Butter should be eliminated downright, anyway. Cakes are fine but hey they put a lot of butter in them normally.

    Pasta and bread give amids, olive oil gives the lipids (forget butter!), tomateos, salads, fruit give vitamins, eggs (not too much red anyway: that’s pure cholesterol), soya, give the proteins. You can use as much spices as you prefer to dress all that. A good way is to use a little of olive oil and make it fry with spices before adding tomateoes or whatever. Rosemary, sage and the alike.
    If then you get occasionally some fish or a steak is ok, but remember that evenm one single amount of animal fat can have a significant impact on cholesterol.

    By the way I was once told by a doctor that without animal fat and a bit of that cholesterol, you could have unexpected consequences.
    You will find it is true the exact contrary – there is an impressive amount of oligoelements that we nearly never get in our diets simply because our diets are so much focused on meat and all that dressage they put in restaurants which is normally made with abundant usage of unnecessary butter or animal fat.
    And oligoelements _are_ extremely powerful stuff.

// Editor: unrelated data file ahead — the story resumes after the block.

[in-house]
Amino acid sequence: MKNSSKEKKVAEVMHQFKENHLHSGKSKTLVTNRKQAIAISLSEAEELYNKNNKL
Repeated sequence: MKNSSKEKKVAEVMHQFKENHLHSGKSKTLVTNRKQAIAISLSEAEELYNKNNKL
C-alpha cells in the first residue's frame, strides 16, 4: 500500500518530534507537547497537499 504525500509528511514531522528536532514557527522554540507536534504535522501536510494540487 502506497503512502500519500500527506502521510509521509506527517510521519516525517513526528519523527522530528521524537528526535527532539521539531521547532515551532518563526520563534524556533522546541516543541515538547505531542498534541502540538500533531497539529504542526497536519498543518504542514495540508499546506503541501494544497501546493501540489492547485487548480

Not that I have anything against animal fat: simply, I mean that we eat an amount of such fat which is so much beyond our daily needs, that the solution of eliminating it completely is at times not even sufficient to make persons understand that even that “reduced” daily amount they eat as a consequence of a diet is _still_ far too much.

    well, just my cents!

  3. 3

    Excuse me Christina, may I ask a question entirely unrelated with food? I was reading the link you provided about “don’t listen to the users.”

    There is a question I always wondered about. Maybe you have an answer, I dont’ know.

    I have been always an avid reader, so being used to books I am probably influenced.

    Yet there is one thing about websites I never understood: why nearly 99.99% of webmasters are apparently utterly unaware that you do can produce _justified_ texts?

    They invariably align on the left. Readability is not affected, but I wonder why such a simple thing, implemented by a mere [tag: div align=”justify” /tag], is never considered or sought for as a spontaneous “necessity”.

    Would you find acceptable reading a book whose margins are not smoothly aligned? Well, probably yes, yet you’d also find it sorta “cheap” probably.

    I am the first to undersdtand the internet is another medium (mistaking the computer for a television is precisely why we saw so much senseless flash animations online in the past years) – but why forsaking a legacy so affirmed and, let’s tell the truth, so nifty and easy to implement when on the net we also do what mankind has been doing for centuries: printing – with text which shold _ normally_ go justified.

    Really, 99.99% of websites seem to ignore this, mirthfully.

    Are you aware of any rationale behind this choice – if it is a choice?
    thank you in advance